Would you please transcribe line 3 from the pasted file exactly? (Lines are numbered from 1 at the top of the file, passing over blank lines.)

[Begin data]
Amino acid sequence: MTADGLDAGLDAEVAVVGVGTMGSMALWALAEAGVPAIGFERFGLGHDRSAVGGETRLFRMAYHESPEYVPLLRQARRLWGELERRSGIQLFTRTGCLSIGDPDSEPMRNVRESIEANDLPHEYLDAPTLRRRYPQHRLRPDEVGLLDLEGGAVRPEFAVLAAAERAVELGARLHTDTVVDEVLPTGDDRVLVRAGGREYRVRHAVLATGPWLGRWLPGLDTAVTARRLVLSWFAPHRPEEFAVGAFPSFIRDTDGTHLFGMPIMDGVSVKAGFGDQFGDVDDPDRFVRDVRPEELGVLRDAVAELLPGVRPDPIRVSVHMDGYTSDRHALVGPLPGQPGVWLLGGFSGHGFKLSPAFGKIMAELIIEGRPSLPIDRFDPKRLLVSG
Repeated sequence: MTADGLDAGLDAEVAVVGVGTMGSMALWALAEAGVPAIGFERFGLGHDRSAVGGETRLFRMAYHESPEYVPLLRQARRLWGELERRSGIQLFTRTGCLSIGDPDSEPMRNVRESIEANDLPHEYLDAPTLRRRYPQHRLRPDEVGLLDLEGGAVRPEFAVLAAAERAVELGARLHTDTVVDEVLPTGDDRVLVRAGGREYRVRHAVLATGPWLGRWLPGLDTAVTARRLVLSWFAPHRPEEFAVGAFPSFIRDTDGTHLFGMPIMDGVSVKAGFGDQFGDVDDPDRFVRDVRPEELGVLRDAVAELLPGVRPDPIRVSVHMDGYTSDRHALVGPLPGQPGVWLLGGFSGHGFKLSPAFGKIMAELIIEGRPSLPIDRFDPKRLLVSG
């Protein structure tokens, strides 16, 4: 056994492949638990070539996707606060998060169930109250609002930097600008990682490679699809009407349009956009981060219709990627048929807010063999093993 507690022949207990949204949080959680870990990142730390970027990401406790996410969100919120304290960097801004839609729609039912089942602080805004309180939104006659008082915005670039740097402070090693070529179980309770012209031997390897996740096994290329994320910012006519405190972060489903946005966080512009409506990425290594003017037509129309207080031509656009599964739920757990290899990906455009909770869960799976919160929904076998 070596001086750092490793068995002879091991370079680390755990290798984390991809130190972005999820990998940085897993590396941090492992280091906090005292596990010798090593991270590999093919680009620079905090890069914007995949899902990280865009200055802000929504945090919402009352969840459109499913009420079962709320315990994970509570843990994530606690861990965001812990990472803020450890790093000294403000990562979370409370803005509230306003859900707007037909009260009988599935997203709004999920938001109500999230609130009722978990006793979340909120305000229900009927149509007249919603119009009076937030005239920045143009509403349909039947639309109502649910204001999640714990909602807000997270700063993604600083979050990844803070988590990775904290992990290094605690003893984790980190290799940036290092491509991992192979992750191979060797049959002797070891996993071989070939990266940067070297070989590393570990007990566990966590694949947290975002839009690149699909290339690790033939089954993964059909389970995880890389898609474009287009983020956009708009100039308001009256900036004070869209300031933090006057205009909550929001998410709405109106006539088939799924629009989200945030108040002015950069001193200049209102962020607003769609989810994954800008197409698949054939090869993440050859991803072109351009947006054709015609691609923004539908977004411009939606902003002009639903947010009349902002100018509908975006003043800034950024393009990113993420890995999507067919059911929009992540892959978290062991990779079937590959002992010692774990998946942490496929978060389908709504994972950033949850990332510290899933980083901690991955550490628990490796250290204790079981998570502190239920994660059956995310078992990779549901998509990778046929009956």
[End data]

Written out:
């Protein structure tokens, strides 16, 4: 056994492949638990070539996707606060998060169930109250609002930097600008990682490679699809009407349009956009981060219709990627048929807010063999093993 507690022949207990949204949080959680870990990142730390970027990401406790996410969100919120304290960097801004839609729609039912089942602080805004309180939104006659008082915005670039740097402070090693070529179980309770012209031997390897996740096994290329994320910012006519405190972060489903946005966080512009409506990425290594003017037509129309207080031509656009599964739920757990290899990906455009909770869960799976919160929904076998 070596001086750092490793068995002879091991370079680390755990290798984390991809130190972005999820990998940085897993590396941090492992280091906090005292596990010798090593991270590999093919680009620079905090890069914007995949899902990280865009200055802000929504945090919402009352969840459109499913009420079962709320315990994970509570843990994530606690861990965001812990990472803020450890790093000294403000990562979370409370803005509230306003859900707007037909009260009988599935997203709004999920938001109500999230609130009722978990006793979340909120305000229900009927149509007249919603119009009076937030005239920045143009509403349909039947639309109502649910204001999640714990909602807000997270700063993604600083979050990844803070988590990775904290992990290094605690003893984790980190290799940036290092491509991992192979992750191979060797049959002797070891996993071989070939990266940067070297070989590393570990007990566990966590694949947290975002839009690149699909290339690790033939089954993964059909389970995880890389898609474009287009983020956009708009100039308001009256900036004070869209300031933090006057205009909550929001998410709405109106006539088939799924629009989200945030108040002015950069001193200049209102962020607003769609989810994954800008197409698949054939090869993440050859991803072109351009947006054709015609691609923004539908977004411009939606902003002009639903947010009349902002100018509908975006003043800034950024393009990113993420890995999507067919059911929009992540892959978290062991990779079937590959002992010692774990998946942490496929978060389908709504994972950033949850990332510290899933980083901690991955550490628990490796250290204790079981998570502190239920994660059956995310078992990779549901998509990778046929009956």